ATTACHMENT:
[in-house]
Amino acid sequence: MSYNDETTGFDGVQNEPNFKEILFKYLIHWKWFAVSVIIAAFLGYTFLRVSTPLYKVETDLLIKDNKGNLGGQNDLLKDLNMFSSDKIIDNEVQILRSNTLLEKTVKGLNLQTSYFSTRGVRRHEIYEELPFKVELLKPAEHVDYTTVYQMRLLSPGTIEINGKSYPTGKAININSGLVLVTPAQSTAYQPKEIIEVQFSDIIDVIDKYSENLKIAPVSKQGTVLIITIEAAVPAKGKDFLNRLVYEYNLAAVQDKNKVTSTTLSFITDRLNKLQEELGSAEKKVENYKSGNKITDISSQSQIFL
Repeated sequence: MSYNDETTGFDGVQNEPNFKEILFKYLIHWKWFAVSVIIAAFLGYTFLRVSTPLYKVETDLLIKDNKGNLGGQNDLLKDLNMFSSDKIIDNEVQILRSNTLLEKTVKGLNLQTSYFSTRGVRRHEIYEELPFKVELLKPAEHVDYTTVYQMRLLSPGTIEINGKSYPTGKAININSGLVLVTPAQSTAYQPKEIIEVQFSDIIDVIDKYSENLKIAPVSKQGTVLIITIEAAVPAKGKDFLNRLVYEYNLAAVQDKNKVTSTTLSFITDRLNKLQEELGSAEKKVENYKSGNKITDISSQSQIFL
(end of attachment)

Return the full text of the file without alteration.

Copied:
[in-house]
Amino acid sequence: MSYNDETTGFDGVQNEPNFKEILFKYLIHWKWFAVSVIIAAFLGYTFLRVSTPLYKVETDLLIKDNKGNLGGQNDLLKDLNMFSSDKIIDNEVQILRSNTLLEKTVKGLNLQTSYFSTRGVRRHEIYEELPFKVELLKPAEHVDYTTVYQMRLLSPGTIEINGKSYPTGKAININSGLVLVTPAQSTAYQPKEIIEVQFSDIIDVIDKYSENLKIAPVSKQGTVLIITIEAAVPAKGKDFLNRLVYEYNLAAVQDKNKVTSTTLSFITDRLNKLQEELGSAEKKVENYKSGNKITDISSQSQIFL
Repeated sequence: MSYNDETTGFDGVQNEPNFKEILFKYLIHWKWFAVSVIIAAFLGYTFLRVSTPLYKVETDLLIKDNKGNLGGQNDLLKDLNMFSSDKIIDNEVQILRSNTLLEKTVKGLNLQTSYFSTRGVRRHEIYEELPFKVELLKPAEHVDYTTVYQMRLLSPGTIEINGKSYPTGKAININSGLVLVTPAQSTAYQPKEIIEVQFSDIIDVIDKYSENLKIAPVSKQGTVLIITIEAAVPAKGKDFLNRLVYEYNLAAVQDKNKVTSTTLSFITDRLNKLQEELGSAEKKVENYKSGNKITDISSQSQIFL